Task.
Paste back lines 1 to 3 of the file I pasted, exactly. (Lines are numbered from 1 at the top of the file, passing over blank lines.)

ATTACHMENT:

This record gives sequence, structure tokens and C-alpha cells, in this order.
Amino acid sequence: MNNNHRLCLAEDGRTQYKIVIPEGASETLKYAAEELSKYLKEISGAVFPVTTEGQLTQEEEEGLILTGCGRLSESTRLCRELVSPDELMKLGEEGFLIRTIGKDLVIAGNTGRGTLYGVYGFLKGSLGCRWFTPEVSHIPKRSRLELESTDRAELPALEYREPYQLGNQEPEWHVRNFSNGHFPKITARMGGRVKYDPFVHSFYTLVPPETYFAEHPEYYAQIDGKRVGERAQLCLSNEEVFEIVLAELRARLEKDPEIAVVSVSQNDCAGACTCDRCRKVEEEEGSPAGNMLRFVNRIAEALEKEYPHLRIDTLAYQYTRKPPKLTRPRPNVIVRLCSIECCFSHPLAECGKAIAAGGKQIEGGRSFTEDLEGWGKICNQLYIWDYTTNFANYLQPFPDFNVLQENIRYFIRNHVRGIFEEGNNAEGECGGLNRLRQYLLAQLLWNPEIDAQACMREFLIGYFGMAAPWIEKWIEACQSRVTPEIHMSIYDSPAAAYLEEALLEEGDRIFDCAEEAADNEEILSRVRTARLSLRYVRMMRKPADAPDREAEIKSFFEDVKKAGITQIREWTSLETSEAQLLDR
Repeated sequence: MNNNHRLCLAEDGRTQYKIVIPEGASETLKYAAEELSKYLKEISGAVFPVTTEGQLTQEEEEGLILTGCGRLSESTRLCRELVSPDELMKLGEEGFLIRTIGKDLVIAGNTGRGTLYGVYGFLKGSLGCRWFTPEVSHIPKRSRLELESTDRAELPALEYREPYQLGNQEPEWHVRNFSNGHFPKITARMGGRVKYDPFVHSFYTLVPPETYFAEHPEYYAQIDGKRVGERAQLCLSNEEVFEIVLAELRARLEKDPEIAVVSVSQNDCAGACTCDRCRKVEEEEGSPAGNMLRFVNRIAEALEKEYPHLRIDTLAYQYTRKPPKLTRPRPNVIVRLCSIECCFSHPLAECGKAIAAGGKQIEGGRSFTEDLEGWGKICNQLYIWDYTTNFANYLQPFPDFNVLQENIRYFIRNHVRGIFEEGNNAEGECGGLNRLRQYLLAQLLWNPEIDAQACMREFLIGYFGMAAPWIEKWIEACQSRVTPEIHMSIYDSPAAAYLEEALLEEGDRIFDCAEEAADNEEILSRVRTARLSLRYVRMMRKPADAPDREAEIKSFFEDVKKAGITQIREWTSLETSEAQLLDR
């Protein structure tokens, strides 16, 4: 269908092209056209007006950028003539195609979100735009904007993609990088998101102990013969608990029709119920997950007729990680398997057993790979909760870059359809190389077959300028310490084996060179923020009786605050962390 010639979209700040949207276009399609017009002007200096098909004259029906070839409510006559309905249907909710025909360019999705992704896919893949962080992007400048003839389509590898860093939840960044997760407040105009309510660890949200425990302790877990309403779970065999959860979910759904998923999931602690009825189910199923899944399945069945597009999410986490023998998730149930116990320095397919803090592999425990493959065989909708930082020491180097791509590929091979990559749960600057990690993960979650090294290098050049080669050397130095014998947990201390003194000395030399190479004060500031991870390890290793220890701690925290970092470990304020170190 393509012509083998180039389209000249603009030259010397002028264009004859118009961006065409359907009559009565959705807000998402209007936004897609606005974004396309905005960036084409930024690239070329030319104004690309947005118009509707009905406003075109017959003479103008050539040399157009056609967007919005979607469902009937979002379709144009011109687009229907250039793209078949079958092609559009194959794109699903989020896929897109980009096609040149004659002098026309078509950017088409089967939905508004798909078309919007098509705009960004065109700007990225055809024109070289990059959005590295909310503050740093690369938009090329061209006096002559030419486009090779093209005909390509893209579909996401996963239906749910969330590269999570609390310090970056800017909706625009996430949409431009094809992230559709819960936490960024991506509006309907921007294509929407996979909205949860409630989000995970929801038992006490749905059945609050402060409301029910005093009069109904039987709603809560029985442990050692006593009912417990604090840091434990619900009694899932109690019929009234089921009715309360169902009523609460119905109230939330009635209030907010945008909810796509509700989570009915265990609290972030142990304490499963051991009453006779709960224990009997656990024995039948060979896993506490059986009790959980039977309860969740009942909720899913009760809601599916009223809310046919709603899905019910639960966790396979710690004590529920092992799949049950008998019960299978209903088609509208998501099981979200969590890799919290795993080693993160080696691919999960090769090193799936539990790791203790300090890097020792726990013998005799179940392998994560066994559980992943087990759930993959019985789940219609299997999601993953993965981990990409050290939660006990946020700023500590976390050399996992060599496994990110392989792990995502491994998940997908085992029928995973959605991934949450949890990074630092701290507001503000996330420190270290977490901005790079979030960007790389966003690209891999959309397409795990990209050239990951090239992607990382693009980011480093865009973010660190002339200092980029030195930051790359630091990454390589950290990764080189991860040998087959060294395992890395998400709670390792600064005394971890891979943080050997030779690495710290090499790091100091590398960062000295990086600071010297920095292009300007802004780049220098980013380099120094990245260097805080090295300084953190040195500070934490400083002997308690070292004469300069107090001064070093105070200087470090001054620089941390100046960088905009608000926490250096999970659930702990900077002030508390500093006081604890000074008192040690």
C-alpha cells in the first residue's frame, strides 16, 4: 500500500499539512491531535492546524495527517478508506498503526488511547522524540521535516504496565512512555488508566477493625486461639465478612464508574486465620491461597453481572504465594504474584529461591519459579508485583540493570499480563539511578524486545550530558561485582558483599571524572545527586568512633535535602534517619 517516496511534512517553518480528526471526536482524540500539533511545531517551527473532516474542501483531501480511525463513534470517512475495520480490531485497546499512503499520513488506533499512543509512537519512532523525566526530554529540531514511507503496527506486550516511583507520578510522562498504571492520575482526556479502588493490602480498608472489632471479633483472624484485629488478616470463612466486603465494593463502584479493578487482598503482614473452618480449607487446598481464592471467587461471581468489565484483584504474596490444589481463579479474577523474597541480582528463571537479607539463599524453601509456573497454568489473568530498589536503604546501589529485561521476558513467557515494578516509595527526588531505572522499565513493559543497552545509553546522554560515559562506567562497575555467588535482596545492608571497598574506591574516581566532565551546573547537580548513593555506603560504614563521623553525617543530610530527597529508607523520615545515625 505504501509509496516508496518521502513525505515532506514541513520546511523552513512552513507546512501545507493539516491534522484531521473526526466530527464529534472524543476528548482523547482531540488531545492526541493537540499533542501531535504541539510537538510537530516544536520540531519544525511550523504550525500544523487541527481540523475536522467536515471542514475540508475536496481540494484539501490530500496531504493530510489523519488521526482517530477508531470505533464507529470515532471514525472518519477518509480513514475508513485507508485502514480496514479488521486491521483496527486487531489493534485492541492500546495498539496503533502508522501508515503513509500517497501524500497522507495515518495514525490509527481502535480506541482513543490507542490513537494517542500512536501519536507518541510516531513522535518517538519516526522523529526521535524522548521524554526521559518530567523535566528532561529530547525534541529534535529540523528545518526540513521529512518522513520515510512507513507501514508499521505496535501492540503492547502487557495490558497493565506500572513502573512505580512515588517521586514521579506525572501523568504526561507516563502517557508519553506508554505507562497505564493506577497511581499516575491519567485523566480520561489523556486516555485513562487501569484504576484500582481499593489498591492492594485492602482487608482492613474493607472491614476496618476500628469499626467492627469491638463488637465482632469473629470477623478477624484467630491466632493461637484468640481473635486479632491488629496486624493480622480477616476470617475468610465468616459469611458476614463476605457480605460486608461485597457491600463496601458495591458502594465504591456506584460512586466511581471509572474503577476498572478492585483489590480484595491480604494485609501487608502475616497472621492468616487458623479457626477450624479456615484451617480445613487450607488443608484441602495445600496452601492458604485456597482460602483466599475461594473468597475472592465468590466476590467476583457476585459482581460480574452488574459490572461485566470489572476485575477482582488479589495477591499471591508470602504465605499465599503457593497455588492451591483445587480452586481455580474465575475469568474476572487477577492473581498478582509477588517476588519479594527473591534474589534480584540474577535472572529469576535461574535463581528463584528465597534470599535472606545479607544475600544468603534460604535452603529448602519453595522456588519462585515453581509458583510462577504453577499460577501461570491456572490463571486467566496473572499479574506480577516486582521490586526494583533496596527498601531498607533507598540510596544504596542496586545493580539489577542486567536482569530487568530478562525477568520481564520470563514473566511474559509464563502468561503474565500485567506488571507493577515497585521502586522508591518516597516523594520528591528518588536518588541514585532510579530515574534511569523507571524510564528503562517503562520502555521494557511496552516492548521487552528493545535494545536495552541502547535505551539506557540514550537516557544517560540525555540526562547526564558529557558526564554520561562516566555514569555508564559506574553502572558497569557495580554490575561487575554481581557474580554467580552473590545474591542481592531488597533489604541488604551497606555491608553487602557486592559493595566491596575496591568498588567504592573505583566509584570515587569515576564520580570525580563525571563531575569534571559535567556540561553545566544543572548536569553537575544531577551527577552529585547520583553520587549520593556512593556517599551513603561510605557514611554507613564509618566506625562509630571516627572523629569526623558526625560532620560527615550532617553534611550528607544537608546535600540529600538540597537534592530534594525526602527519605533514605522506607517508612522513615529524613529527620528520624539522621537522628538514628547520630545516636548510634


This record gives sequence, structure tokens and C-alpha cells, in this order.
Amino acid sequence: MNNNHRLCLAEDGRTQYKIVIPEGASETLKYAAEELSKYLKEISGAVFPVTTEGQLTQEEEEGLILTGCGRLSESTRLCRELVSPDELMKLGEEGFLIRTIGKDLVIAGNTGRGTLYGVYGFLKGSLGCRWFTPEVSHIPKRSRLELESTDRAELPALEYREPYQLGNQEPEWHVRNFSNGHFPKITARMGGRVKYDPFVHSFYTLVPPETYFAEHPEYYAQIDGKRVGERAQLCLSNEEVFEIVLAELRARLEKDPEIAVVSVSQNDCAGACTCDRCRKVEEEEGSPAGNMLRFVNRIAEALEKEYPHLRIDTLAYQYTRKPPKLTRPRPNVIVRLCSIECCFSHPLAECGKAIAAGGKQIEGGRSFTEDLEGWGKICNQLYIWDYTTNFANYLQPFPDFNVLQENIRYFIRNHVRGIFEEGNNAEGECGGLNRLRQYLLAQLLWNPEIDAQACMREFLIGYFGMAAPWIEKWIEACQSRVTPEIHMSIYDSPAAAYLEEALLEEGDRIFDCAEEAADNEEILSRVRTARLSLRYVRMMRKPADAPDREAEIKSFFEDVKKAGITQIREWTSLETSEAQLLDR
Repeated sequence: MNNNHRLCLAEDGRTQYKIVIPEGASETLKYAAEELSKYLKEISGAVFPVTTEGQLTQEEEEGLILTGCGRLSESTRLCRELVSPDELMKLGEEGFLIRTIGKDLVIAGNTGRGTLYGVYGFLKGSLGCRWFTPEVSHIPKRSRLELESTDRAELPALEYREPYQLGNQEPEWHVRNFSNGHFPKITARMGGRVKYDPFVHSFYTLVPPETYFAEHPEYYAQIDGKRVGERAQLCLSNEEVFEIVLAELRARLEKDPEIAVVSVSQNDCAGACTCDRCRKVEEEEGSPAGNMLRFVNRIAEALEKEYPHLRIDTLAYQYTRKPPKLTRPRPNVIVRLCSIECCFSHPLAECGKAIAAGGKQIEGGRSFTEDLEGWGKICNQLYIWDYTTNFANYLQPFPDFNVLQENIRYFIRNHVRGIFEEGNNAEGECGGLNRLRQYLLAQLLWNPEIDAQACMREFLIGYFGMAAPWIEKWIEACQSRVTPEIHMSIYDSPAAAYLEEALLEEGDRIFDCAEEAADNEEILSRVRTARLSLRYVRMMRKPADAPDREAEIKSFFEDVKKAGITQIREWTSLETSEAQLLDR